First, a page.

Several school nurses pleaded with aldermen Tuesday night to protect their jobs in the looming school layoffs.
At a public hearing at Wilbur Cross High School, the Finance Committee heard complaints that the city’s recent laying off of three school nurses puts New Haven schoolchildren at risk. Because now only 29 nurses must rotate between 53 schools to cover about 22,000 students, more layoffs would overstretch nurses beyond capacity, the nurses said, forcing poorer quality of care and an increased risk of a medical emergency being mishandled.
“I’m not trying to scare you, but someone is going to get hurt,” said Jennifer Caren, a school nurse at the Barnard Magnet School, who was laid off in February. “Someone could actually die.”
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In addition to laying off three nurses from the schools in February, the city also laid off 79 other employees, including 16 police officers. School nurses understand that the city is struggling to balance its budget, but laying off more nurses puts the city’s fiscal burden on the backs of its children, said school nurse Laura Ebatrudo.
There should be one nurse working full-time in every New Haven school, nurse Valerie Paterson told aldermen on the Finance Committee and an audience of about 30 New Havenites. Paterson added that most suburban towns around New Haven have at least one nurse per school.
Continuity of care is impossible without a full-time nurse in each school, Caren said, adding that splitting nurses between three schools fragments care to the city’s most vulnerable children.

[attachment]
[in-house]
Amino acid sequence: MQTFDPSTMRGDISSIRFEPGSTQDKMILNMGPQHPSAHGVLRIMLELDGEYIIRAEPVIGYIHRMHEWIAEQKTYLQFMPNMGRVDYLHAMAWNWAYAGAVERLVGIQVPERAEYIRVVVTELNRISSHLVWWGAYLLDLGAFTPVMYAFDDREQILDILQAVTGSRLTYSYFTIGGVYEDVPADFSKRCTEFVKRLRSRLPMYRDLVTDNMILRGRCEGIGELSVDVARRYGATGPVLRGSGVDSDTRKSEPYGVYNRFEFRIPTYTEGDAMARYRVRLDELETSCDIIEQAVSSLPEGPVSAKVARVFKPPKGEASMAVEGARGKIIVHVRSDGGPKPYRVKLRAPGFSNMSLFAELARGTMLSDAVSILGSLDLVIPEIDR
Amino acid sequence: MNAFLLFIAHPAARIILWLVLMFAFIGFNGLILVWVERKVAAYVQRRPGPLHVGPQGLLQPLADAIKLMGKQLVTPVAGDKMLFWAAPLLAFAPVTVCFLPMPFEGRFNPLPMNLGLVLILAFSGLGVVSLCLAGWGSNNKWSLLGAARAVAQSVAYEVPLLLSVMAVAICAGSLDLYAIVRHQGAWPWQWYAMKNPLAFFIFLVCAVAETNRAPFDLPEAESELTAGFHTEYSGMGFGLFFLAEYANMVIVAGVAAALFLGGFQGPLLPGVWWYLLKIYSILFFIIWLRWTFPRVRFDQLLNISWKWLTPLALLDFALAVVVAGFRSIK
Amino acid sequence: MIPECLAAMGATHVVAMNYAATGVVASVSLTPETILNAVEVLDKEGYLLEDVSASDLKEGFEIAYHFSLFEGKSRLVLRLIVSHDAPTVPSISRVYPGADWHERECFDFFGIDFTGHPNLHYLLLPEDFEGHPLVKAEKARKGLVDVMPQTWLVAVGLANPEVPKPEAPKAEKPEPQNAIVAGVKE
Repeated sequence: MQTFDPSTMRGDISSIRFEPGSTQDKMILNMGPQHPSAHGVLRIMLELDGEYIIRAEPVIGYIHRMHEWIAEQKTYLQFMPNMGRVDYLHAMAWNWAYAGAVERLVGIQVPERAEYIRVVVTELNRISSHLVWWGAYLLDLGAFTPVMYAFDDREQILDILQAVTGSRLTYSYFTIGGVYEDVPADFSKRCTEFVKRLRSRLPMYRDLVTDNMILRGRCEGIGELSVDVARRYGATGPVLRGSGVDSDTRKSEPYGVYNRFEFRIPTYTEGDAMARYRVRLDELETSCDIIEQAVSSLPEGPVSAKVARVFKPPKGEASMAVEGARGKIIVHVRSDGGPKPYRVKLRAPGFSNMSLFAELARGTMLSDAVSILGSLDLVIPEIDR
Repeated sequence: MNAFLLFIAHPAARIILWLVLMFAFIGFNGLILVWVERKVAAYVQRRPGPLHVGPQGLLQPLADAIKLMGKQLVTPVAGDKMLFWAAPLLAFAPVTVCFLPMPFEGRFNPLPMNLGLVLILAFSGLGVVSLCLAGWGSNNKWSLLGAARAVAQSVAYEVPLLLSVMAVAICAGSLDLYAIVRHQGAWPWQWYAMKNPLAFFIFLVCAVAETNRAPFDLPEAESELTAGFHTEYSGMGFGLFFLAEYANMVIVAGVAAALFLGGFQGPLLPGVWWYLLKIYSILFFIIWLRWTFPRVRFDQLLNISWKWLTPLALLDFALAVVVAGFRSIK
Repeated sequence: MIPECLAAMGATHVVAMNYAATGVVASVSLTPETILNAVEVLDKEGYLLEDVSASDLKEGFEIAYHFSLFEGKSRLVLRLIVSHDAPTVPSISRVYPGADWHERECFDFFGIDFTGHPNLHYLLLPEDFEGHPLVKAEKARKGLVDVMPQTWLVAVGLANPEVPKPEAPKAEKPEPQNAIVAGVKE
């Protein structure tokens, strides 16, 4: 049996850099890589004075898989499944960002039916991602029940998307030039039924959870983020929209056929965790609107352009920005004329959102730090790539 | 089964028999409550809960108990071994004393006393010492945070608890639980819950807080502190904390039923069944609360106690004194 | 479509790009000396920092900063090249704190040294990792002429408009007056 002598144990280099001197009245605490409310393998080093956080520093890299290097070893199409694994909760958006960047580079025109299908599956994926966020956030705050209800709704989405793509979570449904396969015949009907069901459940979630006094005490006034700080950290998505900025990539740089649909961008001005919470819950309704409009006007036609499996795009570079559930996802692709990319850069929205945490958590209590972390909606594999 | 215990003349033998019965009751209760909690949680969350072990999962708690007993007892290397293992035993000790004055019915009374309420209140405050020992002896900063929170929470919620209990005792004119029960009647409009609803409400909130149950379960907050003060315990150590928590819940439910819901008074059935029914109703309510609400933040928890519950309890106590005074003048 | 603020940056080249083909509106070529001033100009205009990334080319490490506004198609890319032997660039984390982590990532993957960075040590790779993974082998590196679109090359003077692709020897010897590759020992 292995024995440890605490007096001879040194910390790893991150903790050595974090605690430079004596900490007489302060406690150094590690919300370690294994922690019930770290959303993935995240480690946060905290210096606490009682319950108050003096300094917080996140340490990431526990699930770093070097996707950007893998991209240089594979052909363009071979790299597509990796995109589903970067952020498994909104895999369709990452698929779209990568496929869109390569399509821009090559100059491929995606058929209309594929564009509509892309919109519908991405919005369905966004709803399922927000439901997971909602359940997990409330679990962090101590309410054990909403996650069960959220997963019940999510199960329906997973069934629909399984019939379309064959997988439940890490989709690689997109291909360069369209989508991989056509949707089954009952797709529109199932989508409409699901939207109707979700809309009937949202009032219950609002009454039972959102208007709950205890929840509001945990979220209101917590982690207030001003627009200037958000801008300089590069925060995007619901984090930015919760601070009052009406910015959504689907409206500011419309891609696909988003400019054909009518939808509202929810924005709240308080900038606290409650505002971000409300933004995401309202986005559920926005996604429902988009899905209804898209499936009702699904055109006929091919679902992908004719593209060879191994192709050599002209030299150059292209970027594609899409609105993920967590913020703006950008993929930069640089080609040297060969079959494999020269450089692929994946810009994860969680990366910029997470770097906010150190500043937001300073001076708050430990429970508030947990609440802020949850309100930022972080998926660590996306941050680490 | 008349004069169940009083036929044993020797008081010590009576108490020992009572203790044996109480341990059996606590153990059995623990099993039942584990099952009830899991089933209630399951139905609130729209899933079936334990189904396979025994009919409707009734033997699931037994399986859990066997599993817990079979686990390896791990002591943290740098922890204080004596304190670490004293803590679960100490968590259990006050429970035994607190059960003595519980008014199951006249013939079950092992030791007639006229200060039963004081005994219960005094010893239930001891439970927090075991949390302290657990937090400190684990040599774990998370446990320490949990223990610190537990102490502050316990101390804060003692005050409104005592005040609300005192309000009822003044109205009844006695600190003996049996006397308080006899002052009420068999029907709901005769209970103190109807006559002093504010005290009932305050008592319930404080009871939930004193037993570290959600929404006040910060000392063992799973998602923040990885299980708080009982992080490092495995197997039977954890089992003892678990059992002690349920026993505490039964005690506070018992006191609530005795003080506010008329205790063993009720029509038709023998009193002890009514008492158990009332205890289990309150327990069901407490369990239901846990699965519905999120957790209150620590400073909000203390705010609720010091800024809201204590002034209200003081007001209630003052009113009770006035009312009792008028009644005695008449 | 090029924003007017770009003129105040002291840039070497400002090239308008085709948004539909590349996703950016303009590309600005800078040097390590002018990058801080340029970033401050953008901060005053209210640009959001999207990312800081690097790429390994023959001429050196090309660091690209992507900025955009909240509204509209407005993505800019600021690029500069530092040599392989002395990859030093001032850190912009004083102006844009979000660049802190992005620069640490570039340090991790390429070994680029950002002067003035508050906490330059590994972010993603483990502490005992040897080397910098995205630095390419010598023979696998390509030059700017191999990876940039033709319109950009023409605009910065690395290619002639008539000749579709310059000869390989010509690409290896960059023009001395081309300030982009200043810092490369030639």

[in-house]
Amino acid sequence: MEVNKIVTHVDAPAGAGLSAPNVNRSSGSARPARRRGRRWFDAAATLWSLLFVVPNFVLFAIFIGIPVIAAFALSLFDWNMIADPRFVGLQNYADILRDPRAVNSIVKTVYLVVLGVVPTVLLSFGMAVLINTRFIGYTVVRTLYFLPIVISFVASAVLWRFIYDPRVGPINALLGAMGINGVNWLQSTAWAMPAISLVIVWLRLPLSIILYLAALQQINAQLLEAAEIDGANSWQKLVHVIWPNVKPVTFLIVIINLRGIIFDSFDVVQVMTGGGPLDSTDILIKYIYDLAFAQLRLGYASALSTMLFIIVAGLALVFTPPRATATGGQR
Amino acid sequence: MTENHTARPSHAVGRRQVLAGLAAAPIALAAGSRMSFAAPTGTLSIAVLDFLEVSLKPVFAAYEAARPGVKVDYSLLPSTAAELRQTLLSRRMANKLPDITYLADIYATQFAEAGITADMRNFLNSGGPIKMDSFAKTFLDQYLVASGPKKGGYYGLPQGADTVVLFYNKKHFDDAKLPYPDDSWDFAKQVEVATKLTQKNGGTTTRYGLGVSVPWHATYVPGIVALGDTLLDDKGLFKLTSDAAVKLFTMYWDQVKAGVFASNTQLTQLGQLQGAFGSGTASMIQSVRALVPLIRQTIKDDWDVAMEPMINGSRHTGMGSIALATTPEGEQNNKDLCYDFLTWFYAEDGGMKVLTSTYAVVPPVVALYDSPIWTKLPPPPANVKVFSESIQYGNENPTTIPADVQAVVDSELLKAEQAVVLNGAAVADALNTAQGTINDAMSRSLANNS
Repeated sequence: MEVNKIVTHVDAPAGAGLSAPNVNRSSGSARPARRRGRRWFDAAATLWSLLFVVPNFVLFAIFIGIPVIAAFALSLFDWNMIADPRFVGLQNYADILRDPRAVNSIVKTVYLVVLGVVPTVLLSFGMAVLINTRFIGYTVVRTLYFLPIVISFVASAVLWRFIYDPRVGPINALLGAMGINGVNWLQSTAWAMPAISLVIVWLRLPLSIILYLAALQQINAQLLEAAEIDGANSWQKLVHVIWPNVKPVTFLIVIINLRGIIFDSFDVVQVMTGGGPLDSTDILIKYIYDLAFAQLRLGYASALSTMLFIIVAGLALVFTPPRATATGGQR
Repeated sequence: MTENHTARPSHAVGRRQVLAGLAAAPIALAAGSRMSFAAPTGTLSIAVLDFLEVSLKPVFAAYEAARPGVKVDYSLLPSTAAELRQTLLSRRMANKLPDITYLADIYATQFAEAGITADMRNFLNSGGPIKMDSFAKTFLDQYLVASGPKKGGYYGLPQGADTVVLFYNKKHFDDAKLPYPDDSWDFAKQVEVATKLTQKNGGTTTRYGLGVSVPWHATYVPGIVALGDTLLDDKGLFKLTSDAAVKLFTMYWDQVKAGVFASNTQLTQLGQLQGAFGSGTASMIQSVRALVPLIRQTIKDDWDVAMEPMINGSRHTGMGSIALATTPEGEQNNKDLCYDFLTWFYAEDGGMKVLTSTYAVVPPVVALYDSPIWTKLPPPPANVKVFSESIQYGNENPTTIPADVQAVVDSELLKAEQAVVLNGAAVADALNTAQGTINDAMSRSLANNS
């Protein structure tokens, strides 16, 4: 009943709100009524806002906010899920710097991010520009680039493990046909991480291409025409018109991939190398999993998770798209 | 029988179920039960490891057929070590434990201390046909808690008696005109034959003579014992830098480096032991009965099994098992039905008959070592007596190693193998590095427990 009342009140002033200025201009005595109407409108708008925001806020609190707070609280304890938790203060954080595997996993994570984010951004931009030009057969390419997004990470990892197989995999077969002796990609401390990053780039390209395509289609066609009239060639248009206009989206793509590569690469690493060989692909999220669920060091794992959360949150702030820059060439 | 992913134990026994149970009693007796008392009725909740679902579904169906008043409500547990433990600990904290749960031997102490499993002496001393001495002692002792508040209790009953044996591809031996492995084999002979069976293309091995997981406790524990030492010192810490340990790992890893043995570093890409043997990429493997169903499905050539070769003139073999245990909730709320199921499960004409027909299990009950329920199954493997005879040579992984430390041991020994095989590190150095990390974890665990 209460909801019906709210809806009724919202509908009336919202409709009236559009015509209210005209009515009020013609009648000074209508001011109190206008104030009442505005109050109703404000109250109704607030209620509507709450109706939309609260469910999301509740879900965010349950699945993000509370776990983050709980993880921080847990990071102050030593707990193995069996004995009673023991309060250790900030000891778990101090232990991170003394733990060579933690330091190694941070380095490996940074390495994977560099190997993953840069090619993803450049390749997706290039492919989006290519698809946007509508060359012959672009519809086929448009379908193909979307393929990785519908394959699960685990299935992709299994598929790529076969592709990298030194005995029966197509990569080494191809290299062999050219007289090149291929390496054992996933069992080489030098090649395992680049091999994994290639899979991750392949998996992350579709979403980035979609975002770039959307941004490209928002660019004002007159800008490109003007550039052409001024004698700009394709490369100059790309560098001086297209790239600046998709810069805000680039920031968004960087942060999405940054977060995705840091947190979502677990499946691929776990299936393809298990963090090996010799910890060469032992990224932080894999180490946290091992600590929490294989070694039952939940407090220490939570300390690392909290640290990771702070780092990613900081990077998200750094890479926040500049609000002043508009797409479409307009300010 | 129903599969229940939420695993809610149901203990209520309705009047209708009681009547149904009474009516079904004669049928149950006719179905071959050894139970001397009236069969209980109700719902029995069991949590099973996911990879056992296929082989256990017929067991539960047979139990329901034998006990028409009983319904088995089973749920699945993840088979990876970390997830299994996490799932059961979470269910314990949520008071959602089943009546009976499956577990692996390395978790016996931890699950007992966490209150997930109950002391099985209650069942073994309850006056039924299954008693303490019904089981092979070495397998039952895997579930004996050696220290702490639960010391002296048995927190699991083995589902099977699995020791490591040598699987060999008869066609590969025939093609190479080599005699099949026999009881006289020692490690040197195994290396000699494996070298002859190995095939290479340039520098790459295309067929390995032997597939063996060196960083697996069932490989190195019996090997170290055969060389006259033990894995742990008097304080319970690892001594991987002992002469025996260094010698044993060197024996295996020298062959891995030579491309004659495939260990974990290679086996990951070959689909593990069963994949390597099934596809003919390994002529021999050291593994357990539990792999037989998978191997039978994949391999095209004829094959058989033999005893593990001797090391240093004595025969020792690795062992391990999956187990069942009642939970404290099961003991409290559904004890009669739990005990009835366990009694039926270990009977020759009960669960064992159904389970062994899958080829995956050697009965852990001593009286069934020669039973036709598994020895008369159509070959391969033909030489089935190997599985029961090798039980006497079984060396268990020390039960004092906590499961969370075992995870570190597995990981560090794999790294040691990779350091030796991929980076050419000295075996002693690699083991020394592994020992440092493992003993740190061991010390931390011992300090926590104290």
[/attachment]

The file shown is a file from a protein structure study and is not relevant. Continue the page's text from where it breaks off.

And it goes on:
A lack of school nurses could also dissuade parents of children with special medical needs from sending their children to New Haven public schools, said Branford resident Theresa Colombo, whose first-grader attends Mauro-Sheridan Magnet School in New Haven. The nurse at Mauro-Sheridan has gone from full-time to part-time, because she has been assigned to work at a school in East Rock three days per week.
“When your kid has a life-threatening food allergy, part-time coverage is not acceptable,” Colombo said. “The needs that school nurses address go far beyond skinned knees.”
Even before the recent layoffs, school nurses were already “above and beyond stretched,” said nurse Tanya Harris, who is also the parent of a New Haven public school student.
“When does it end? That’s my question,” Harris asked the aldermen, who largely kept silent during the nurses’ testimony. “How many jobs? How many lives?”
The Board of Education will likely see between 60 to 70 additional layoffs over the summer, Mayor John DeStefano Jr. said last week, but details of which positions will be cut are not yet clear.
After the public hearing, Ward 29 Alderman and Board President Carl Goldfield said the city had little choice when laying off the three nurses in February. “A hell of a lot” more layoffs are on tap if the city is not lucky, Goldfield said.
While he did not disagree with the nurses that they are important for the well-being of New Haven school children, the city is being forced to cut many other essential services as well, Goldfield said.
“We’re really down to the bone now,” he said.
The Finance Committee will meet again tonight and Thursday night to continue reviewing DeStefano’s budget proposals for the next fiscal year.